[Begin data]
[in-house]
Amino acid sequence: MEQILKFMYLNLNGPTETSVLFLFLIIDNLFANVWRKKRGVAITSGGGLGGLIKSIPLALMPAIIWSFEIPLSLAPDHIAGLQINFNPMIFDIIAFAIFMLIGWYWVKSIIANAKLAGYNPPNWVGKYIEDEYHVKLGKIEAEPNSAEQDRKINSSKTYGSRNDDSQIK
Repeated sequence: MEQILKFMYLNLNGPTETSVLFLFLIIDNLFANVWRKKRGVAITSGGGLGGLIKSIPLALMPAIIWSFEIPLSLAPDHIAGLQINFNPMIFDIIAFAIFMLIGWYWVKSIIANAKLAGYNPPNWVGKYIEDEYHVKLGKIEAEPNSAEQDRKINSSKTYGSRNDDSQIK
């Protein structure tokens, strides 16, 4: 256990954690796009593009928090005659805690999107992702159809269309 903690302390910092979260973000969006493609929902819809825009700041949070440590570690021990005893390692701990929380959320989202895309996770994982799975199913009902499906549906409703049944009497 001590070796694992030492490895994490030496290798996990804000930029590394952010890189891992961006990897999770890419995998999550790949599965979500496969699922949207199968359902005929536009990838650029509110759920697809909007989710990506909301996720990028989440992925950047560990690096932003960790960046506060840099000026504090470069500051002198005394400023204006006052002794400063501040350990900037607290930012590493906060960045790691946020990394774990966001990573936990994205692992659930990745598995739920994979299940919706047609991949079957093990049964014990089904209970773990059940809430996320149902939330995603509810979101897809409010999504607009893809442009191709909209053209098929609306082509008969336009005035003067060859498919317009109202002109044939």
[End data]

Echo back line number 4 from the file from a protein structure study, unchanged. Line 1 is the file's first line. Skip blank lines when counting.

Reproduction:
């Protein structure tokens, strides 16, 4: 256990954690796009593009928090005659805690999107992702159809269309 903690302390910092979260973000969006493609929902819809825009700041949070440590570690021990005893390692701990929380959320989202895309996770994982799975199913009902499906549906409703049944009497 001590070796694992030492490895994490030496290798996990804000930029590394952010890189891992961006990897999770890419995998999550790949599965979500496969699922949207199968359902005929536009990838650029509110759920697809909007989710990506909301996720990028989440992925950047560990690096932003960790960046506060840099000026504090470069500051002198005394400023204006006052002794400063501040350990900037607290930012590493906060960045790691946020990394774990966001990573936990994205692992659930990745598995739920994979299940919706047609991949079957093990049964014990089904209970773990059940809430996320149902939330995603509810979101897809409010999504607009893809442009191709909209053209098929609306082509008969336009005035003067060859498919317009109202002109044939």